Sometimes I’m singing and the words of a song just don’t match up with what I’m feeling. Maybe a song goes “I feel Your peace now,” but instead my feelings are roiling inside. Maybe a song goes “Nothing will separate me from Your love,” but I feel I’m standing across a chasm from God’s presence. In both situations I feel like falling to my knees and crying because of the incongruity, and I feel like a hypocrite proclaiming one thing while experiencing another. In the end, I end up questioning why people should believe me when I proclaim the Gospel of Jesus when I myself don’t act like it works.
Do you ever feel this way?
I was sitting outside a church parking lot right now while waiting to meet with someone. The sign periodically changes to show an announcement or a Scripture. And as I was sitting there, I long for that Scripture to speak to me. This is what appeared:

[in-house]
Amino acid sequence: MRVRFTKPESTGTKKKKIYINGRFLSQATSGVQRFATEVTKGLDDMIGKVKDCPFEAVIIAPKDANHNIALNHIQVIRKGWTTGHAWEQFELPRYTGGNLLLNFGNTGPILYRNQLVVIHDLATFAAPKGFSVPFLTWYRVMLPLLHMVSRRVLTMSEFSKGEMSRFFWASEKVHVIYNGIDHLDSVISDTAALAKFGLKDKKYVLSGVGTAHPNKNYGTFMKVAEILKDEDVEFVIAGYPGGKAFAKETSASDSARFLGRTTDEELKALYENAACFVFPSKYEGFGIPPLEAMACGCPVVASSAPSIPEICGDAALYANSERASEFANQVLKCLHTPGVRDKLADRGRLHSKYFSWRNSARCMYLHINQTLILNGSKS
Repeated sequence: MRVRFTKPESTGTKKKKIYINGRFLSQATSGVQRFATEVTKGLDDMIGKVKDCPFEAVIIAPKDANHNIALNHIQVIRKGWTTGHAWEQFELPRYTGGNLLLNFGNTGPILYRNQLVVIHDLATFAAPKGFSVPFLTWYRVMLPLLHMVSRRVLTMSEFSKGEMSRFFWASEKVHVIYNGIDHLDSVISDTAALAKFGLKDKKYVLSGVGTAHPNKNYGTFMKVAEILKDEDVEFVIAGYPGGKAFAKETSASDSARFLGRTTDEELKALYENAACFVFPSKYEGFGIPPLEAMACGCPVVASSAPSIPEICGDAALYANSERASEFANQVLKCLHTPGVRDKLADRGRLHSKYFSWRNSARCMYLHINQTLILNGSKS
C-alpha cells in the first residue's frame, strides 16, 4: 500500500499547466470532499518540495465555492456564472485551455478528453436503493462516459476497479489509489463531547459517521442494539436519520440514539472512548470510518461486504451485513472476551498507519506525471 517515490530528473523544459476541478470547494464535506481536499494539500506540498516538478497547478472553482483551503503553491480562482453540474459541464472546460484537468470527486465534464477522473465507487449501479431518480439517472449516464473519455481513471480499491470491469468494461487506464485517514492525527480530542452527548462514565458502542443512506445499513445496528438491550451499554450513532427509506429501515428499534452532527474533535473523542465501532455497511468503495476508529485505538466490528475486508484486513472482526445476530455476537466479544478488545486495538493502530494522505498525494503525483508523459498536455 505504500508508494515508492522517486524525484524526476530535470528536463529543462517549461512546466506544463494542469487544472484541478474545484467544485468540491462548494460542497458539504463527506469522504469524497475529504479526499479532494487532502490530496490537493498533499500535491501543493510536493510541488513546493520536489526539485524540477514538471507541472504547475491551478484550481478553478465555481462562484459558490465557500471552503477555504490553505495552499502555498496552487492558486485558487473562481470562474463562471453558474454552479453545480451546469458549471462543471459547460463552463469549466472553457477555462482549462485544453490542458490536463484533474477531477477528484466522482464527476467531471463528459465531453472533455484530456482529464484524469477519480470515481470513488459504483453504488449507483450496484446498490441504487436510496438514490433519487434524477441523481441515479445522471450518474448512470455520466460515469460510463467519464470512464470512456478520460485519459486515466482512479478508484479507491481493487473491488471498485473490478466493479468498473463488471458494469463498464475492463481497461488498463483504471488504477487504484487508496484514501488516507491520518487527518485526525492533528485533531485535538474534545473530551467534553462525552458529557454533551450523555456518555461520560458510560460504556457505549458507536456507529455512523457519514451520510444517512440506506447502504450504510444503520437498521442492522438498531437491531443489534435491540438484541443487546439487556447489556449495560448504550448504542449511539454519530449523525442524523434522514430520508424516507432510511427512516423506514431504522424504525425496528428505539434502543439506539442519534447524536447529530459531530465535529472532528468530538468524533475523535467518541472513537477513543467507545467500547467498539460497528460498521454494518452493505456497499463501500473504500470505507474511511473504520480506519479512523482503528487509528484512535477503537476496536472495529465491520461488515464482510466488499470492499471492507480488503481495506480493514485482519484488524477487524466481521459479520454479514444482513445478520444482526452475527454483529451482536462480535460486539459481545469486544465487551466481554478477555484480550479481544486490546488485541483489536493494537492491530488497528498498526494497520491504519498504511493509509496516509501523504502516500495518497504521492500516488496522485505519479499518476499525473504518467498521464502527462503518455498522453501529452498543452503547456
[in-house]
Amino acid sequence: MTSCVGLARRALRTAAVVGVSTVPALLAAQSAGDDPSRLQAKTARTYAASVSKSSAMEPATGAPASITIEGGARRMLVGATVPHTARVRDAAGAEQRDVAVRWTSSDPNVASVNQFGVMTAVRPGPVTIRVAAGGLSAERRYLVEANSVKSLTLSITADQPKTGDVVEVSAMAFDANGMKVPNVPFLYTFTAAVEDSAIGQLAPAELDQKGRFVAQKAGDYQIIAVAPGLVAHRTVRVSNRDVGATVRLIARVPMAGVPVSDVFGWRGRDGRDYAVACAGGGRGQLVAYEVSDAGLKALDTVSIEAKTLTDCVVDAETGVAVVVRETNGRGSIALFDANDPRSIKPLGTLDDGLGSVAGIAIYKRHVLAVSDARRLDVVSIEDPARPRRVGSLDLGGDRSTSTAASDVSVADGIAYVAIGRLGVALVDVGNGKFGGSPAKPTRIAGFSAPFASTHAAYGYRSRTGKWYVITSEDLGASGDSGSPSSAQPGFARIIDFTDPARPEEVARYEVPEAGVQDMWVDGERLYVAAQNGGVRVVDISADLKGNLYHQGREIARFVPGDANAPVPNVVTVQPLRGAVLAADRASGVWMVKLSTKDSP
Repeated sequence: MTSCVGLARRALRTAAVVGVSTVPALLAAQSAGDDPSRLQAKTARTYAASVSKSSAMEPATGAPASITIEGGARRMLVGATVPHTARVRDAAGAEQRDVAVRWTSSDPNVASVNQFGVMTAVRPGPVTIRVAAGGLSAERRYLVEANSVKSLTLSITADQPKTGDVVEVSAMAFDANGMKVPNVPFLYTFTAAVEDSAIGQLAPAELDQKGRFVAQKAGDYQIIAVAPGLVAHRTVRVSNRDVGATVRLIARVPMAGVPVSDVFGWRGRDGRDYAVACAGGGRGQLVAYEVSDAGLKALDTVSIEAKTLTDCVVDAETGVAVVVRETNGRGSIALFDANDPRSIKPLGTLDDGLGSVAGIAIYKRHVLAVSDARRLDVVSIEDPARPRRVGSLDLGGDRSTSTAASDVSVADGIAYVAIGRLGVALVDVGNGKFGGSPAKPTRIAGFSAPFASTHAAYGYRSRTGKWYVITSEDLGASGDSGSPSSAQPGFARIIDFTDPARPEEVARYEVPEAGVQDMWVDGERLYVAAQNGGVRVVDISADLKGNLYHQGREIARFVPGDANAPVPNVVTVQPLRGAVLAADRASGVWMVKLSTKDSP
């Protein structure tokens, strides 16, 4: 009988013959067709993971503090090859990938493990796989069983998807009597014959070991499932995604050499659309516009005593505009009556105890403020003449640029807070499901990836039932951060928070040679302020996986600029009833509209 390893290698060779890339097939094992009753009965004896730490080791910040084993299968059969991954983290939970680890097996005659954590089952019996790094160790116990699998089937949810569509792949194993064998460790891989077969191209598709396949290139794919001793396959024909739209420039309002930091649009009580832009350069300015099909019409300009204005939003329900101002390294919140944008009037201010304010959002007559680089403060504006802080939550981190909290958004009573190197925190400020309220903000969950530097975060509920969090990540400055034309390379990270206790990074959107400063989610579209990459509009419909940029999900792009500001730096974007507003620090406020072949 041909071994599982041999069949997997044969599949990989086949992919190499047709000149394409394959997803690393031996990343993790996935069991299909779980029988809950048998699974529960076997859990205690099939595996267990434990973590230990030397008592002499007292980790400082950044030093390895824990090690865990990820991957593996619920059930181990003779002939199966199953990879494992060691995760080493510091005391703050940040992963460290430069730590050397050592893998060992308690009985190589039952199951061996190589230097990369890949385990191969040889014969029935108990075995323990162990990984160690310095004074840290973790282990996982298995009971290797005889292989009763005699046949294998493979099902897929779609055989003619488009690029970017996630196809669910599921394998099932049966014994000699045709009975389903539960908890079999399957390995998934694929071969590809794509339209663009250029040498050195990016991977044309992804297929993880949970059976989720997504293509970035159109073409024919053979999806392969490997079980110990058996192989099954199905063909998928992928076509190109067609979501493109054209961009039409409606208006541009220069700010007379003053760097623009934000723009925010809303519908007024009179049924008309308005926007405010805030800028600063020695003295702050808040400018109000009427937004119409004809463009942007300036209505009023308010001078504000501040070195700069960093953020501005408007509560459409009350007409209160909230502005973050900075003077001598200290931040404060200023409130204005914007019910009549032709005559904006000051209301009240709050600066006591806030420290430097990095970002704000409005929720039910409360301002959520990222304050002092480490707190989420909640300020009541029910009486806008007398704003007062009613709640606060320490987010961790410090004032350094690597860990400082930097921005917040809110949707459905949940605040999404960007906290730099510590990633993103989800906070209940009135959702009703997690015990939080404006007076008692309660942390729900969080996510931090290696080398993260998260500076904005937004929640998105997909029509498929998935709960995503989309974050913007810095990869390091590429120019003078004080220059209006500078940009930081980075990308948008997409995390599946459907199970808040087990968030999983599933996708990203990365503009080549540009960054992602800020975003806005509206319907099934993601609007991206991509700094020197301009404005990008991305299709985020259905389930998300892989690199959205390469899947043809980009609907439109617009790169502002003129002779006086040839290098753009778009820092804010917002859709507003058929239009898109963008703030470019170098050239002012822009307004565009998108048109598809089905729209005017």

“Now faith is being sure of what we hope for, being convinced of what we do not see.”
Hebrews 11:1 NET
Sometimes I get tired of being told to “have faith,” especially in the face of pain. Pain is a strong, stinging, and burning feeling that overpowers faith, at least for me, and at least in the heat of the moment when its intensity surpasses what I can handle. So what is “have faith” when pain takes up all the space in my hands? What is “faith” when it relies on believing what’s not present but denying the sorrow and worry that burden my shoulders with a very real weight?
Those are the things I think about when I sing words unfitting to my feelings in the worship songs that praise God’s greatness I don’t see, His deeds I don’t experience, and His love I don’t feel.
But maybe that’s okay. I’ll explore why in the next post.